Rush Creek Village

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A house in the district

Rush Creek Village is a historic neighborhood in Worthington, Ohio, just north of Columbus. It was founded in 1954 by Martha and Richard Wakefield, who—along with architect Theodore Van Fossen—designed and built a community of 48 houses (later expanded to 51) based on Frank Lloyd Wright's principles of Usonian architecture. Rush Creek Village was added to the National Register of Historic Places on August 14, 2003.

History[edit]

In 1946, Martha and Richard Wakefield of Columbus, Ohio, who had recently discovered the architecture of Frank Lloyd Wright, were inspired to visit the architect at his Arizona studio, Taliesin West. As they were leaving, Mr. Wright advised Mrs. Wakefield to "[g]o home, buy a Jeep and build a house for yourself. Then build a house for your next-door neighbor." She took his advice to heart, and in 1954 her husband, a builder, began working with Theodore Van Fossen, an architect and former student of Wright's,[1] to create what would become the nation's largest collection of homes based on Wright's principle of organic architecture.[2]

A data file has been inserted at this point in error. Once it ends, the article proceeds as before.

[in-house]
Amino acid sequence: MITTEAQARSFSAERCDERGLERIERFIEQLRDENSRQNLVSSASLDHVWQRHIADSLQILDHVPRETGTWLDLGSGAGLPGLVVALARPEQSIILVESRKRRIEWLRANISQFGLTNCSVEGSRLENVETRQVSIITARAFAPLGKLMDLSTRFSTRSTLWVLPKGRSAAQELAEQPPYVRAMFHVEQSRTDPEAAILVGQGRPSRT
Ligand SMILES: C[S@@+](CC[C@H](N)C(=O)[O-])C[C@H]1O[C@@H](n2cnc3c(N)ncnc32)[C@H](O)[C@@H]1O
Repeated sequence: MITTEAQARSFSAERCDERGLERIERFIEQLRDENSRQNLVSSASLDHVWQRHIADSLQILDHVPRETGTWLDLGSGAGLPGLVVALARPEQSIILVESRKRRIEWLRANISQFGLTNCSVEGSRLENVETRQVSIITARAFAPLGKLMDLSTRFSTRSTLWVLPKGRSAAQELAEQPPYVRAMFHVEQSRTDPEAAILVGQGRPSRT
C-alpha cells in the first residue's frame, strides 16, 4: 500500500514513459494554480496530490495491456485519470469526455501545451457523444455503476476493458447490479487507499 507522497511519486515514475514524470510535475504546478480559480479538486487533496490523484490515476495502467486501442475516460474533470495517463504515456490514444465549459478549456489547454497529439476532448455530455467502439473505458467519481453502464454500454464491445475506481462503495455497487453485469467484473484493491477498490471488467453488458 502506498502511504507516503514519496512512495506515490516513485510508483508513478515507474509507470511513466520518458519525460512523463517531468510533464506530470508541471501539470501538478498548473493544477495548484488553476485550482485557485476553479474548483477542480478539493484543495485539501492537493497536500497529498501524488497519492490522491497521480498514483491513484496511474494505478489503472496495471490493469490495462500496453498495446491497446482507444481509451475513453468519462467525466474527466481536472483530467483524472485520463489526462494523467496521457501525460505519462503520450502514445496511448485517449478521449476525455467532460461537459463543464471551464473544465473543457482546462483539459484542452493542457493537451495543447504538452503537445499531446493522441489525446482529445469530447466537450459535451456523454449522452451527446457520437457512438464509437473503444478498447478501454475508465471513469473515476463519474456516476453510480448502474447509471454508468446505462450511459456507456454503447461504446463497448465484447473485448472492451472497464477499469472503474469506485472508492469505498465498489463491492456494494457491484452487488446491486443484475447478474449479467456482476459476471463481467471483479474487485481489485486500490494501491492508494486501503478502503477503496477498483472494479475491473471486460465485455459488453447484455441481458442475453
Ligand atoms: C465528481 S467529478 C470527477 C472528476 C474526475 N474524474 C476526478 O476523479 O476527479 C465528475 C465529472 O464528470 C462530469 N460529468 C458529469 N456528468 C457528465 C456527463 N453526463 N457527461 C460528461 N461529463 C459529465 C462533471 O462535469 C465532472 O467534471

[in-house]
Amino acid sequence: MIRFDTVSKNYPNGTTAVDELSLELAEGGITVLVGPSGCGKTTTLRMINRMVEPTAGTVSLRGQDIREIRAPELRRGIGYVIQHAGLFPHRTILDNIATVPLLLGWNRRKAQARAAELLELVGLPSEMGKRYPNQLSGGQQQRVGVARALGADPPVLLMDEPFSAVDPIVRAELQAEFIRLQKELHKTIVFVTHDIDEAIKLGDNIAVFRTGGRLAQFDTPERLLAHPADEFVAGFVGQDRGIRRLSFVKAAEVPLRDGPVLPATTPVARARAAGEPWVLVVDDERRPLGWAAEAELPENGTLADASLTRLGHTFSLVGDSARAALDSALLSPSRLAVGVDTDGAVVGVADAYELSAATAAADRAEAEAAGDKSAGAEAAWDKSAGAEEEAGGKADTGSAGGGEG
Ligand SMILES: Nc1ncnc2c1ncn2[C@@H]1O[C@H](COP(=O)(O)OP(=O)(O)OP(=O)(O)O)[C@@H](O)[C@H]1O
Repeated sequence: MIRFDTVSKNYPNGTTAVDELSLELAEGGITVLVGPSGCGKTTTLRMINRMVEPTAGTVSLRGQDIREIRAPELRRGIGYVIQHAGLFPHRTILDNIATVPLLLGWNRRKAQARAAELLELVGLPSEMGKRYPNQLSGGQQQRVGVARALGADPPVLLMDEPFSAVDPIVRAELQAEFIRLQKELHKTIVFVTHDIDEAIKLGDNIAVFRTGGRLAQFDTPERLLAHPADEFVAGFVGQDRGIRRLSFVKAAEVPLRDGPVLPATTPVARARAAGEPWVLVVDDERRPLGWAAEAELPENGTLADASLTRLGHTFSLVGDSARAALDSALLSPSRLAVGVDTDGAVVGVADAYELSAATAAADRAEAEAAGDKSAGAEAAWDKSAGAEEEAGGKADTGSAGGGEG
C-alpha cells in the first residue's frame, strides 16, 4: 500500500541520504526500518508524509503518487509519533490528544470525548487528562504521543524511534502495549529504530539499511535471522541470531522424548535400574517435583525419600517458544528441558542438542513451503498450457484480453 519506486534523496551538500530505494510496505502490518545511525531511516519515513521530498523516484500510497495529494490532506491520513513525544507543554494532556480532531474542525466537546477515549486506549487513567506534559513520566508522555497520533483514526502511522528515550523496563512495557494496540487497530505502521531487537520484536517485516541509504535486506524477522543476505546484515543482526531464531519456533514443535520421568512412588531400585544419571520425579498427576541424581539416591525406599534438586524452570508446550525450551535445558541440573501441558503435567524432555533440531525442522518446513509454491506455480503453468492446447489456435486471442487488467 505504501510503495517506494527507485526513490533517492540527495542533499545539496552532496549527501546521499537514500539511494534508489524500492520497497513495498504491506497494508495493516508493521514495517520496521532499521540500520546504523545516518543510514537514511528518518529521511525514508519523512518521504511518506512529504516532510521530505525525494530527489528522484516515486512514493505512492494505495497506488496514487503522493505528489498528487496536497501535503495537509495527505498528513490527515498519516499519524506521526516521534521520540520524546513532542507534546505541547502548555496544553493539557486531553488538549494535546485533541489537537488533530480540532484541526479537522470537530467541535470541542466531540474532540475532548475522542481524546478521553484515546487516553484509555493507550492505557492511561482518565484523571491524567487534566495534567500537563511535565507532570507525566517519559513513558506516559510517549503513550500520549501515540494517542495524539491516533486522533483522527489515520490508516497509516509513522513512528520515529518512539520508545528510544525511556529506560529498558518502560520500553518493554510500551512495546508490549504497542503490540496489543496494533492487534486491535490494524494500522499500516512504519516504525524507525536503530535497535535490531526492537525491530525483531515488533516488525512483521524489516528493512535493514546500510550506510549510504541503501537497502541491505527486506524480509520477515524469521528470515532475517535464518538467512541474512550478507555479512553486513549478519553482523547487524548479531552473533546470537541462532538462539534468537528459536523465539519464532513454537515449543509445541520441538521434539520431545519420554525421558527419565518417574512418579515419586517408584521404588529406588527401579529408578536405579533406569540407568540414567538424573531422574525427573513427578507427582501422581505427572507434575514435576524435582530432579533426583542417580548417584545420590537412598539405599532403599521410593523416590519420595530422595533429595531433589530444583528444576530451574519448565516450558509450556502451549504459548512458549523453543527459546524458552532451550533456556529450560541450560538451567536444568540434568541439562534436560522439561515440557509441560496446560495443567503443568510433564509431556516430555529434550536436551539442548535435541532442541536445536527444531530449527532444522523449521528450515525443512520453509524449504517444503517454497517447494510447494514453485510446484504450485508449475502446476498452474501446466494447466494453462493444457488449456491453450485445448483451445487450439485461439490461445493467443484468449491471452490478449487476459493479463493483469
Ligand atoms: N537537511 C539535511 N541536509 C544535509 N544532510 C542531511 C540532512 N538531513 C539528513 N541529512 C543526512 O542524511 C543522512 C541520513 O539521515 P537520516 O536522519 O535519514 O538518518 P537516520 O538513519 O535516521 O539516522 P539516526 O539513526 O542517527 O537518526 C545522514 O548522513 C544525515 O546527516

Rush Creek Village was added to the National Register of Historic Places on August 14, 2003. Beth Savage, an architectural historian with the Park Service, called Rush Creek "a wonderful and intact example of a local interpretation of Wright's organic architecture philosophy."[3]

Philosophy[edit]

According to the Worthington Historical Society, "[t]he idea behind Rush Creek Village is simple. It seeks a community in which each house is uniquely designed for the lifestyle of the owner, but also fits into an architecturally integrated pattern. By planning this way, maximum advantage can be gained from the beautiful sites, yet the privacy of neighbors can be respected; the individual needs of home owners can be met, and the parts can be formed into an organic whole."[4]

References[edit]

  1. ^ [1] "Architect designed Rush Creek Village." Columbus Dispatch, December 20, 2010. Retrieved 14 May 2015.
  2. ^ [2] "House that inspired Rush Creek Village selling for first time." Columbus Dispatch, January 19, 2014. Retrieved 14 May 2015.
  3. ^ [3] "LOST AND FOUND: Obscurity Becomes It." The New York Times, June 24, 2004. Retrieved 14 May 2015.
  4. ^ [4] Worthington Historical Society: "Rush Creek Village." Retrieved 14 May 2015.

External links[edit]